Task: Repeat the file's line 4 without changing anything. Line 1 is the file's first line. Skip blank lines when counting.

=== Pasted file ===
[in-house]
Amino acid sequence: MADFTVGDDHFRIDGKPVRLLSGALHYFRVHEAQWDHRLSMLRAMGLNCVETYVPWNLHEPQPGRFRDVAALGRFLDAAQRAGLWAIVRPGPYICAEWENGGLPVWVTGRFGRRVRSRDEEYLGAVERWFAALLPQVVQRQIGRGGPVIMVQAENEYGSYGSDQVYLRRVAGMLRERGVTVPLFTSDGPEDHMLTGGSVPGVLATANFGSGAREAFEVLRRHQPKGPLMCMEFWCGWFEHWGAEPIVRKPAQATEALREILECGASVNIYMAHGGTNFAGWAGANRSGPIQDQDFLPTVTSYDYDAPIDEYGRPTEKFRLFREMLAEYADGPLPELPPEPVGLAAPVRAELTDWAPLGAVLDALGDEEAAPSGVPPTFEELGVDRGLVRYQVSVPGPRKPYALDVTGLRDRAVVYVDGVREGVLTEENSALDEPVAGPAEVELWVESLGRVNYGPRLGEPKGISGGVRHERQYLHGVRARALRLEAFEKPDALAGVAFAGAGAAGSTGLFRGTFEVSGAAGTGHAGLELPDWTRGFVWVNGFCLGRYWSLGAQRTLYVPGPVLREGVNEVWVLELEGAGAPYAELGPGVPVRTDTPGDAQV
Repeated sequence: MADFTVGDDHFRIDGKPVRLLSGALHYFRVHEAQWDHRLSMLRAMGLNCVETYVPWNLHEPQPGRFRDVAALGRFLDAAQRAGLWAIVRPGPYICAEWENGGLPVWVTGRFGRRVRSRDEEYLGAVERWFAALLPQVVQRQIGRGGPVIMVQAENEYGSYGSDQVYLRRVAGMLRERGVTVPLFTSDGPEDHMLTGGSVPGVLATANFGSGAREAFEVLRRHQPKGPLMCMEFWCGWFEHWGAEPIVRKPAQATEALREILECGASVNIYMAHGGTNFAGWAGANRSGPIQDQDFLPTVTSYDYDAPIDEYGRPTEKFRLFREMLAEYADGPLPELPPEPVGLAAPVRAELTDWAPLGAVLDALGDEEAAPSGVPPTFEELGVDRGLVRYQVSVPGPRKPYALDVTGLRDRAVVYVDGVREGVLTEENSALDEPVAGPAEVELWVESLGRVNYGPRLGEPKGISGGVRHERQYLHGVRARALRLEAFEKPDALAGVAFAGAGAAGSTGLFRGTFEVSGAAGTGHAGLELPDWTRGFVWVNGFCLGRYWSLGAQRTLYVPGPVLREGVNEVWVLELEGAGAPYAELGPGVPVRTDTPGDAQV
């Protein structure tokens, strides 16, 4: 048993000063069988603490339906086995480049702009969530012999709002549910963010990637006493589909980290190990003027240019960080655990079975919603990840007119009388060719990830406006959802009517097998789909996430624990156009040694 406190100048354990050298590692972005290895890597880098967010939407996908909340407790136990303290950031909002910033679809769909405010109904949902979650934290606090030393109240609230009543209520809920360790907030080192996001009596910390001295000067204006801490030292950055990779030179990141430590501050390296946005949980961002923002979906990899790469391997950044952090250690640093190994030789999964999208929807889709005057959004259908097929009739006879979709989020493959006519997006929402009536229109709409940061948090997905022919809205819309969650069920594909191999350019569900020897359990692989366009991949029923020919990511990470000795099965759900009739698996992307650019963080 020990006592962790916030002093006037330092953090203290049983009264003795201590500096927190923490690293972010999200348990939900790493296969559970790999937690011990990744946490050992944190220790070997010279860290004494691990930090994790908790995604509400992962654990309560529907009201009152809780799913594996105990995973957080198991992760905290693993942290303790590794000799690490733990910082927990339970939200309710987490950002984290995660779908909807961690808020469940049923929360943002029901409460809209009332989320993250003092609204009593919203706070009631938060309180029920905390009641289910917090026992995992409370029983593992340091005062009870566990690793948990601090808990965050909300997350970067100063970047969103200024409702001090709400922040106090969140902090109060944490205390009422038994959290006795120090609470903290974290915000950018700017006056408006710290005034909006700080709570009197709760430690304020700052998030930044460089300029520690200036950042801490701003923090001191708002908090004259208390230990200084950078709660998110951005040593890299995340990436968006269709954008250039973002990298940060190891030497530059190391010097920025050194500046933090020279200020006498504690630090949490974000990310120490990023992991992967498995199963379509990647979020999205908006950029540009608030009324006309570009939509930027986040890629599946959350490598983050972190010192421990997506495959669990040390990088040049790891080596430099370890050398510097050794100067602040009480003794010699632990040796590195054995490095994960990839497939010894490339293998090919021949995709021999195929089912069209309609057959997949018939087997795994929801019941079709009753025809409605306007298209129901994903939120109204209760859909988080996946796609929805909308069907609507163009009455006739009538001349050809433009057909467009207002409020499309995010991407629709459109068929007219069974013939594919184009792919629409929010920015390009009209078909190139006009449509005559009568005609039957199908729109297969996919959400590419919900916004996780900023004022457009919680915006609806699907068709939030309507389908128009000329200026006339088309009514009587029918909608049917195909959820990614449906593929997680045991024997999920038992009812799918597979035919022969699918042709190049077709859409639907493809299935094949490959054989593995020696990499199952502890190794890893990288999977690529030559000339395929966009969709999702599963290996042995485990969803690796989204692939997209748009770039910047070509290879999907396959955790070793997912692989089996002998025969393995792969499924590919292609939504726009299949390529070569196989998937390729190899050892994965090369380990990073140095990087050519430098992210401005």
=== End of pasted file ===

């Protein structure tokens, strides 16, 4: 048993000063069988603490339906086995480049702009969530012999709002549910963010990637006493589909980290190990003027240019960080655990079975919603990840007119009388060719990830406006959802009517097998789909996430624990156009040694 406190100048354990050298590692972005290895890597880098967010939407996908909340407790136990303290950031909002910033679809769909405010109904949902979650934290606090030393109240609230009543209520809920360790907030080192996001009596910390001295000067204006801490030292950055990779030179990141430590501050390296946005949980961002923002979906990899790469391997950044952090250690640093190994030789999964999208929807889709005057959004259908097929009739006879979709989020493959006519997006929402009536229109709409940061948090997905022919809205819309969650069920594909191999350019569900020897359990692989366009991949029923020919990511990470000795099965759900009739698996992307650019963080 020990006592962790916030002093006037330092953090203290049983009264003795201590500096927190923490690293972010999200348990939900790493296969559970790999937690011990990744946490050992944190220790070997010279860290004494691990930090994790908790995604509400992962654990309560529907009201009152809780799913594996105990995973957080198991992760905290693993942290303790590794000799690490733990910082927990339970939200309710987490950002984290995660779908909807961690808020469940049923929360943002029901409460809209009332989320993250003092609204009593919203706070009631938060309180029920905390009641289910917090026992995992409370029983593992340091005062009870566990690793948990601090808990965050909300997350970067100063970047969103200024409702001090709400922040106090969140902090109060944490205390009422038994959290006795120090609470903290974290915000950018700017006056408006710290005034909006700080709570009197709760430690304020700052998030930044460089300029520690200036950042801490701003923090001191708002908090004259208390230990200084950078709660998110951005040593890299995340990436968006269709954008250039973002990298940060190891030497530059190391010097920025050194500046933090020279200020006498504690630090949490974000990310120490990023992991992967498995199963379509990647979020999205908006950029540009608030009324006309570009939509930027986040890629599946959350490598983050972190010192421990997506495959669990040390990088040049790891080596430099370890050398510097050794100067602040009480003794010699632990040796590195054995490095994960990839497939010894490339293998090919021949995709021999195929089912069209309609057959997949018939087997795994929801019941079709009753025809409605306007298209129901994903939120109204209760859909988080996946796609929805909308069907609507163009009455006739009538001349050809433009057909467009207002409020499309995010991407629709459109068929007219069974013939594919184009792919629409929010920015390009009209078909190139006009449509005559009568005609039957199908729109297969996919959400590419919900916004996780900023004022457009919680915006609806699907068709939030309507389908128009000329200026006339088309009514009587029918909608049917195909959820990614449906593929997680045991024997999920038992009812799918597979035919022969699918042709190049077709859409639907493809299935094949490959054989593995020696990499199952502890190794890893990288999977690529030559000339395929966009969709999702599963290996042995485990969803690796989204692939997209748009770039910047070509290879999907396959955790070793997912692989089996002998025969393995792969499924590919292609939504726009299949390529070569196989998937390729190899050892994965090369380990990073140095990087050519430098992210401005």